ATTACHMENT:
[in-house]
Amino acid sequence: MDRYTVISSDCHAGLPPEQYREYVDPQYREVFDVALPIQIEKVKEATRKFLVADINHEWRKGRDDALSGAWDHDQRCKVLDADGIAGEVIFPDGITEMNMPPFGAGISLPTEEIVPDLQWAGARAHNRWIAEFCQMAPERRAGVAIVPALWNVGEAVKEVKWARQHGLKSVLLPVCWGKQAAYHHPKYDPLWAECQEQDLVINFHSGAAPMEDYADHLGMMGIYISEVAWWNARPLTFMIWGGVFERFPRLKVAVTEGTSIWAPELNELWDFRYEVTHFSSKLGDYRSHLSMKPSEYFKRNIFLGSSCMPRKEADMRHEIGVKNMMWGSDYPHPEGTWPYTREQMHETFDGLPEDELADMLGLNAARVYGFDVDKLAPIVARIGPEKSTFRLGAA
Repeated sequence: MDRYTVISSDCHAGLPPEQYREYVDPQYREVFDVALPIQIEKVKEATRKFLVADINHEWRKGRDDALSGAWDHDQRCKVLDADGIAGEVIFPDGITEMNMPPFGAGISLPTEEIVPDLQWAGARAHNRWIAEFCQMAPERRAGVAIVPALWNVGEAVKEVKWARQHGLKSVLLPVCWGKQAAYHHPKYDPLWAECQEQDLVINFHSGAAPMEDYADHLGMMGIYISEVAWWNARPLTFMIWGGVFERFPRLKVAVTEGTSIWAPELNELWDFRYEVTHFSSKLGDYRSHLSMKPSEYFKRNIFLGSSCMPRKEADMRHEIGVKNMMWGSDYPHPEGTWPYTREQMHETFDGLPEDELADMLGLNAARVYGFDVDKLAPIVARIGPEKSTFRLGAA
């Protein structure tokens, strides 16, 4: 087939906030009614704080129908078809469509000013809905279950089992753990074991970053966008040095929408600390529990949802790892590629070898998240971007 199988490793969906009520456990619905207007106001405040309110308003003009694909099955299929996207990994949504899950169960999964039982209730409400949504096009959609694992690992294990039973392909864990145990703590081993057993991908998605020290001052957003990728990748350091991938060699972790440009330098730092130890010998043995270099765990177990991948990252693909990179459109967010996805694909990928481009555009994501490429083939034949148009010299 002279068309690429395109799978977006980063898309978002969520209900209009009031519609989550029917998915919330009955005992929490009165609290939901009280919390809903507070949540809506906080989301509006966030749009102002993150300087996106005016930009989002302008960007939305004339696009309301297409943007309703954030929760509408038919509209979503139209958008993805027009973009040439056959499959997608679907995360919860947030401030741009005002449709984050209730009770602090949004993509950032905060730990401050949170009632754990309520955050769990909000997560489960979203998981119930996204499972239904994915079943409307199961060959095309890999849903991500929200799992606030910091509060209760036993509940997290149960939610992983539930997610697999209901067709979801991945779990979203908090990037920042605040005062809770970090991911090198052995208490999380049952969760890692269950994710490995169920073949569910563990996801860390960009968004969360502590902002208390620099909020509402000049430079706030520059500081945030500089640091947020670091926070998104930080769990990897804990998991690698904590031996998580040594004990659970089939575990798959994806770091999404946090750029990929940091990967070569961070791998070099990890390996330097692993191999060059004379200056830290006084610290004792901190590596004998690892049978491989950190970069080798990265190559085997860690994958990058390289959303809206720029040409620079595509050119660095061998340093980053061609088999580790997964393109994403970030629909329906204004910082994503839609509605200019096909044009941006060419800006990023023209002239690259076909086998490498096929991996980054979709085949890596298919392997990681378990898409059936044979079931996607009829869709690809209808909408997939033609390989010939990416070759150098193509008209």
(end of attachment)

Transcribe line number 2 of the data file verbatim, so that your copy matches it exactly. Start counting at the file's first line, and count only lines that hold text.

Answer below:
Amino acid sequence: MDRYTVISSDCHAGLPPEQYREYVDPQYREVFDVALPIQIEKVKEATRKFLVADINHEWRKGRDDALSGAWDHDQRCKVLDADGIAGEVIFPDGITEMNMPPFGAGISLPTEEIVPDLQWAGARAHNRWIAEFCQMAPERRAGVAIVPALWNVGEAVKEVKWARQHGLKSVLLPVCWGKQAAYHHPKYDPLWAECQEQDLVINFHSGAAPMEDYADHLGMMGIYISEVAWWNARPLTFMIWGGVFERFPRLKVAVTEGTSIWAPELNELWDFRYEVTHFSSKLGDYRSHLSMKPSEYFKRNIFLGSSCMPRKEADMRHEIGVKNMMWGSDYPHPEGTWPYTREQMHETFDGLPEDELADMLGLNAARVYGFDVDKLAPIVARIGPEKSTFRLGAA